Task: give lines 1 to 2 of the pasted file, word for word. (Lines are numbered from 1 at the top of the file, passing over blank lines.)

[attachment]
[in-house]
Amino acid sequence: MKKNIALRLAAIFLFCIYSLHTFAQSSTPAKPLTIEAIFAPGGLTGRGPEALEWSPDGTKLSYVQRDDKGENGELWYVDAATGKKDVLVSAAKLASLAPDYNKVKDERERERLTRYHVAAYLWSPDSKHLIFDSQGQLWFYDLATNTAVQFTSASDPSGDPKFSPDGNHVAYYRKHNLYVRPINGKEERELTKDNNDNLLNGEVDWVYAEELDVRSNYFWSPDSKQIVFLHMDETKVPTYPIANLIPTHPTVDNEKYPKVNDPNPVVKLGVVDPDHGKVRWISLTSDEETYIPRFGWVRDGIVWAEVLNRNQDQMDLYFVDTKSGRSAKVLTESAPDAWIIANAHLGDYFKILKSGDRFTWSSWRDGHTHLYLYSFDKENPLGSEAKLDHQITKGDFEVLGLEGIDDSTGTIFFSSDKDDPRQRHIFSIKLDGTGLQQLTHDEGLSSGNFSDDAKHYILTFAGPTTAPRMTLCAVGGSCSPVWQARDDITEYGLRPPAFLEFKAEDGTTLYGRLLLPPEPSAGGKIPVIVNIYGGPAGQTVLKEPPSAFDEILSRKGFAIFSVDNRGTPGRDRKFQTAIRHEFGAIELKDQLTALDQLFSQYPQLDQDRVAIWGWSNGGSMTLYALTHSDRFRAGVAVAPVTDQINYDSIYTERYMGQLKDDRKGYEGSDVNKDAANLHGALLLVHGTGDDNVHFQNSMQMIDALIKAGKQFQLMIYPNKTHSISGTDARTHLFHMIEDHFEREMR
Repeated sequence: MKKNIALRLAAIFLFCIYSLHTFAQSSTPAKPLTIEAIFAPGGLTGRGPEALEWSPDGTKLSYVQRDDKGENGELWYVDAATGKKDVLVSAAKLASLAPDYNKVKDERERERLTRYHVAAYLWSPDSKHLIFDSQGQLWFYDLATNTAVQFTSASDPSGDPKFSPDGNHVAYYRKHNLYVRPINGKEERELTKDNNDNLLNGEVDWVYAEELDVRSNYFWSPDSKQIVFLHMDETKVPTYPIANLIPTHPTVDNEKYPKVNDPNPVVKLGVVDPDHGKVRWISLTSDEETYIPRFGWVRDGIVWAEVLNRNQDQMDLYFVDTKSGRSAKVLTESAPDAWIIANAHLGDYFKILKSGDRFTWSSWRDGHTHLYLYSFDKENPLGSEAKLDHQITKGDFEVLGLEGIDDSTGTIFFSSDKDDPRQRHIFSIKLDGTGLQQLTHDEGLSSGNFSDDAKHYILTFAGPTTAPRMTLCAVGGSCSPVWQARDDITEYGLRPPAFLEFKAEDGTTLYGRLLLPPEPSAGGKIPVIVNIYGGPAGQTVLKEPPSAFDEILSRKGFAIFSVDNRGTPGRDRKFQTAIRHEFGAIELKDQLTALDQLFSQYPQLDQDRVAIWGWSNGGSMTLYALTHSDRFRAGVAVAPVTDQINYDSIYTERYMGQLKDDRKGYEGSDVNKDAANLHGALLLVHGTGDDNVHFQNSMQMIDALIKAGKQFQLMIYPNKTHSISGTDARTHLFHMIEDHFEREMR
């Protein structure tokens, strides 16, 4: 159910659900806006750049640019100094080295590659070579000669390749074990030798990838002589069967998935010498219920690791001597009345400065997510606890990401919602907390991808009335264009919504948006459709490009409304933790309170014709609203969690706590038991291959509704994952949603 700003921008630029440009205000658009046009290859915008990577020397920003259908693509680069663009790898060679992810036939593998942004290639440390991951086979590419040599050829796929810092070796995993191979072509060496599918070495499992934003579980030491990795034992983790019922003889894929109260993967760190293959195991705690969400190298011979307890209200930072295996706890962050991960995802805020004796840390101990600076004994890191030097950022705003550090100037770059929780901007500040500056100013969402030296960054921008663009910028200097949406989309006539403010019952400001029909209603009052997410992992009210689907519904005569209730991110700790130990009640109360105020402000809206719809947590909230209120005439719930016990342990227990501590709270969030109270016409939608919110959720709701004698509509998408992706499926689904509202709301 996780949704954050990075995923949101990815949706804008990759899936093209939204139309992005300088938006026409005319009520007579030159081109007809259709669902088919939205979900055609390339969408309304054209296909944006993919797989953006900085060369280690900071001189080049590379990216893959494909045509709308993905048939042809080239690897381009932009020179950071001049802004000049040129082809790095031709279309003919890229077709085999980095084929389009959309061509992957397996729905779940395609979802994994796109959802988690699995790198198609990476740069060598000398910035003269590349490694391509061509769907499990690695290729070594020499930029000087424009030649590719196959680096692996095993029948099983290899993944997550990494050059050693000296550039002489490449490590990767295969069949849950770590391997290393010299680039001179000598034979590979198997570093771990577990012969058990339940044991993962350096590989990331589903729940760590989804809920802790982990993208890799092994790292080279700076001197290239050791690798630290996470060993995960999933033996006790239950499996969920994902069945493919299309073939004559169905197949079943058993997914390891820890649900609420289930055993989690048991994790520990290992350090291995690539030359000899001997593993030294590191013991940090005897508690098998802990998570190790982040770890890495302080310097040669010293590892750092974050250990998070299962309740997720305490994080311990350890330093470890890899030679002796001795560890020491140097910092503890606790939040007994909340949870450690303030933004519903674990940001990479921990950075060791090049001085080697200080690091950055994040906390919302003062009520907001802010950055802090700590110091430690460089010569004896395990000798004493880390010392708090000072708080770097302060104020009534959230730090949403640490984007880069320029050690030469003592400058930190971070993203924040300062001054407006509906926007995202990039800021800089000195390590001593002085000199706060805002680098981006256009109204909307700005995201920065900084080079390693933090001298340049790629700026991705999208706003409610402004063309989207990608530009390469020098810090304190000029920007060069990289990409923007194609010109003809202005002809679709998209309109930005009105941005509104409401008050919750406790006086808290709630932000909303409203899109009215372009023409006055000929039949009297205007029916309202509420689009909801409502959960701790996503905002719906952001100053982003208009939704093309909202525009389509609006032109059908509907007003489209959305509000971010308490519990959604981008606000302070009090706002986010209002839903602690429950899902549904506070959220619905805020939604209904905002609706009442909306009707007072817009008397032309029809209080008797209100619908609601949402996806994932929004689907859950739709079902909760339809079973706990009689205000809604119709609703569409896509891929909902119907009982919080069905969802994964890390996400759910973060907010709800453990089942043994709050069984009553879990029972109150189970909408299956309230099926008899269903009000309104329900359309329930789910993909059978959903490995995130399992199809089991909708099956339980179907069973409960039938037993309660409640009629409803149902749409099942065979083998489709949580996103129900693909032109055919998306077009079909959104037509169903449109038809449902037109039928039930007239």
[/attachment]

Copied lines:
[in-house]
Amino acid sequence: MKKNIALRLAAIFLFCIYSLHTFAQSSTPAKPLTIEAIFAPGGLTGRGPEALEWSPDGTKLSYVQRDDKGENGELWYVDAATGKKDVLVSAAKLASLAPDYNKVKDERERERLTRYHVAAYLWSPDSKHLIFDSQGQLWFYDLATNTAVQFTSASDPSGDPKFSPDGNHVAYYRKHNLYVRPINGKEERELTKDNNDNLLNGEVDWVYAEELDVRSNYFWSPDSKQIVFLHMDETKVPTYPIANLIPTHPTVDNEKYPKVNDPNPVVKLGVVDPDHGKVRWISLTSDEETYIPRFGWVRDGIVWAEVLNRNQDQMDLYFVDTKSGRSAKVLTESAPDAWIIANAHLGDYFKILKSGDRFTWSSWRDGHTHLYLYSFDKENPLGSEAKLDHQITKGDFEVLGLEGIDDSTGTIFFSSDKDDPRQRHIFSIKLDGTGLQQLTHDEGLSSGNFSDDAKHYILTFAGPTTAPRMTLCAVGGSCSPVWQARDDITEYGLRPPAFLEFKAEDGTTLYGRLLLPPEPSAGGKIPVIVNIYGGPAGQTVLKEPPSAFDEILSRKGFAIFSVDNRGTPGRDRKFQTAIRHEFGAIELKDQLTALDQLFSQYPQLDQDRVAIWGWSNGGSMTLYALTHSDRFRAGVAVAPVTDQINYDSIYTERYMGQLKDDRKGYEGSDVNKDAANLHGALLLVHGTGDDNVHFQNSMQMIDALIKAGKQFQLMIYPNKTHSISGTDARTHLFHMIEDHFEREMR